When I decided to feature this piece for today’s post there were several topics that were rolling around in my brain. I do a lot of landscapes, especially those that show symmetric rows of vegetables, grape plants, trees and sometimes rows of golden hay bales in a field. Such rows of food are a very common site here in California. When driving along 101 and/or 5 you can see citrus, avocados, strawberries, onions and flowers, to name just a few items that are grown in California. As I have said before, I’m not really sure I like people, so I rarely paint them in. I like the idea that people can eat and drink what we grow here, but not sure I want them in the picture. Along 101 there are interesting murals of growers holding the fruit and/or veg that have been planted and harvested in the nearby field. I’ve seen paintings of “larger than life” farm workers carrying produce and I think I remember seeing the painting of someone’s dog next to the crop that was grown in that area. Maybe this is how I can tolerate seeing people in a California landscape. First, you see something colorful on a sign from far away. Then you get closer and closer and you can make out interesting details of what the people are wearing, or someone’s hands or face. Maybe someone has done a great job rendering an old truck. And before you know it you wiz past and then they are gone. The whole viewing probably takes no more than 2 or 3 minutes. Works for me.
But I guess what really came to mind has more to do with the colors I chose and how they were applied for this particular effect rather than the actual subject matter. When working with oils I often first apply non-colors on the board, or canvas, outlining broad details I want to have in the finished product. Then I add the real colors I want on top of that. The hard part of painting this way is you need to let the first layer of oil paint dry before adding the colors that go on top. That can take days. I guess this is an old technique and not done very often anymore, but I like the overall “glowing” effect it creates. The 17th century Dutch painter, Johannes Vermeer, frequently underpainted his work with what he called “dead” colors and I have always admired his paintings. Of course he is famous for painting people in his studio and was known to take a long time for each piece (not my favorite subject matter to hang around with for long periods of time). Maybe you have seen “Girl with a Pearl Earring.” Pretty special. Not sure what other painters use the technique. I don’t think Van Gogh did much underpainting, especially as his technique became more experimental.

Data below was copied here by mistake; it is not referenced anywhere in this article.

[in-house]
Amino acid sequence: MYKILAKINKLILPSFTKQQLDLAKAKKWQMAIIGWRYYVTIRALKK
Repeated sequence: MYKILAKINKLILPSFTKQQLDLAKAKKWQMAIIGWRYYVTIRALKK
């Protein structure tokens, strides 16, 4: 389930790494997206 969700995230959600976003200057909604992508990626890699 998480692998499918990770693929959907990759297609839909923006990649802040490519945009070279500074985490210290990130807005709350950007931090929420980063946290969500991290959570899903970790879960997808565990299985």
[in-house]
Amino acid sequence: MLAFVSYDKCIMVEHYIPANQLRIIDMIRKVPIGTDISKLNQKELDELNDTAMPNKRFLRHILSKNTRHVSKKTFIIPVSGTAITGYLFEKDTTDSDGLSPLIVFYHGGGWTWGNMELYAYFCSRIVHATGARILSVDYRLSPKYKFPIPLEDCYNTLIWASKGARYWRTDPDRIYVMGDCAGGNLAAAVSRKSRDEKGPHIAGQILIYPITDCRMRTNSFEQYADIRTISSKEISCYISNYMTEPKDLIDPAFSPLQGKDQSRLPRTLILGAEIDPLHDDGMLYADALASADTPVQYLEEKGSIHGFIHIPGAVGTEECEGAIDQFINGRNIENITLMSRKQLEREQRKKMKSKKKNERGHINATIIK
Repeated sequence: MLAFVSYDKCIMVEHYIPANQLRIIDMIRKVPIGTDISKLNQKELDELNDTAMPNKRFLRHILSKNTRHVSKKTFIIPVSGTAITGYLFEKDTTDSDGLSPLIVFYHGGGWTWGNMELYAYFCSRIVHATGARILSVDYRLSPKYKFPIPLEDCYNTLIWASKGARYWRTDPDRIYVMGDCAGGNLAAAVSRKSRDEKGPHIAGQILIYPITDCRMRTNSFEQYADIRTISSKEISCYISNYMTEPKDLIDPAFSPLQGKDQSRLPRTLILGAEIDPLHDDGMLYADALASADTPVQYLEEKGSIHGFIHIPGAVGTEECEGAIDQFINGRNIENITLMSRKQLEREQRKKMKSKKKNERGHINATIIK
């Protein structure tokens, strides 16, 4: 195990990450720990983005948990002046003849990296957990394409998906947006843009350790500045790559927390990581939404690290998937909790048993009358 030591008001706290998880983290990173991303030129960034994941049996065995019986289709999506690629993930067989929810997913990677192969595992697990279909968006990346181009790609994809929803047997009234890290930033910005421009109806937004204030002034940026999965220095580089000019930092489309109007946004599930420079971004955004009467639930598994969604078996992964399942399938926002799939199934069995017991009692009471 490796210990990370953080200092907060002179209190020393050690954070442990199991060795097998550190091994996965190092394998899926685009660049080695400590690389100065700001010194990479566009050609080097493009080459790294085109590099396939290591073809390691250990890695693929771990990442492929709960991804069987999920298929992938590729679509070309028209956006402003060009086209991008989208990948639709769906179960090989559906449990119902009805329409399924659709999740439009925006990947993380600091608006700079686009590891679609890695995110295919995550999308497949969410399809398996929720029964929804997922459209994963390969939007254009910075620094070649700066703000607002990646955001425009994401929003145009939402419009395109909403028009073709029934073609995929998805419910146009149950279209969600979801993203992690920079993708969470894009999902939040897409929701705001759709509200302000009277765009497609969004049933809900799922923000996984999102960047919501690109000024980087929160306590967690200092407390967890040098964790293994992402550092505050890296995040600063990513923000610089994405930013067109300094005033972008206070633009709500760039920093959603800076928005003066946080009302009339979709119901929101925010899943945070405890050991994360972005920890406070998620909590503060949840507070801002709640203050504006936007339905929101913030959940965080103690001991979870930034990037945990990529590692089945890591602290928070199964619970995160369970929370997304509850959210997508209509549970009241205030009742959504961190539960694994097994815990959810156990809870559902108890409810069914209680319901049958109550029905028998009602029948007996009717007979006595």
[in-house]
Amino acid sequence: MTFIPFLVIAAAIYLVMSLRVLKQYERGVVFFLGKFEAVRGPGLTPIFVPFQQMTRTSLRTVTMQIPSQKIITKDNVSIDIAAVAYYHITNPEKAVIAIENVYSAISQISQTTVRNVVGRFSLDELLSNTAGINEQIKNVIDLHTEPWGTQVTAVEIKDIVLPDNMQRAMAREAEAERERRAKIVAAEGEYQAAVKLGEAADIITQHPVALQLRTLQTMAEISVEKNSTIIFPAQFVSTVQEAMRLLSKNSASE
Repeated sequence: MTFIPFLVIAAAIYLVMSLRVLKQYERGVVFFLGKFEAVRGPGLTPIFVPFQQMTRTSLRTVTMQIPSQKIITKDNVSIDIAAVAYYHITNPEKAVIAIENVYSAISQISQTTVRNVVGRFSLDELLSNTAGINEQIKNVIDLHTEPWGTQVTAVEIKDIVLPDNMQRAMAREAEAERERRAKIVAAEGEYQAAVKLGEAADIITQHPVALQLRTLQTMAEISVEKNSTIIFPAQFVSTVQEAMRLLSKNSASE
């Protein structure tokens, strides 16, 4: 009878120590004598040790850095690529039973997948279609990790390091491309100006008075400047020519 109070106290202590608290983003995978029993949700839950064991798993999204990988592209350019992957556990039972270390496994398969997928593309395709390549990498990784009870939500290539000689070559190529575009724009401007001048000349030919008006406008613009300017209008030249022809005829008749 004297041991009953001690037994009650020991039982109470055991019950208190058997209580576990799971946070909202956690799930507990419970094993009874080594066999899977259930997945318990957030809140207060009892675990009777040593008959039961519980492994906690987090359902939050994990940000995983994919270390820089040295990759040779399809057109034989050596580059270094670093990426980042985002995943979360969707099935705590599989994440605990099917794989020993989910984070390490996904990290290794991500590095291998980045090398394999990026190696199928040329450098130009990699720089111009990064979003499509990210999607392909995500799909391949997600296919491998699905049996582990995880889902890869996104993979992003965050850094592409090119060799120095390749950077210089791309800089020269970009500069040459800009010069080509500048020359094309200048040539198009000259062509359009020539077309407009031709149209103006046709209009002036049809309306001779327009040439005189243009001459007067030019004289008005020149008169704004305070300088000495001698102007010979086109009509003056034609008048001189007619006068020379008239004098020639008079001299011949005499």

As for the specifics of the under colors of the skies in my landscapes I usually first put down some kind of red hue. Then I mix my lovely blue, green and white pigments, and scrub that over the red. The brush strokes I create doing that adds a really nice texture when painting on a birch panel like this one. The effect is very different when scrubbing on canvas, as you see more or less of the canvas’s woven texture depending on how hard you scrub. When underpainting trees and/or hills I first layer in umber or dark violet. Then I add my beautiful greens, yellows and dark blues to create the finished foliage, hills, and sometimes I add a house, a couple cows or a two hundred sheep. I think it’s tricky to layer or mix pigment for human skin color. Maybe that’s why I don’t include them in my work very often. Nah, that’s not it, they just mess up my landscape and they usually detract from the compositions I create.
Note about this art: I can’t find the photo I used for this piece. I moved on the 11th and packed my photos in a box. I think I did this more than 10 years ago and will look it up when I get settled and update this post. This piece is part of a diptych, without a hinge holding the two pieces together. The companion piece is of a lovely oak with more bales of hay. (Come to think of it I should have put a hinge between these two pieces, then I wouldn’t have to try to figure out how to hang them evenly next to each other on the wall. And I will most certainly have to try and figure that out when I hang them in my new place.)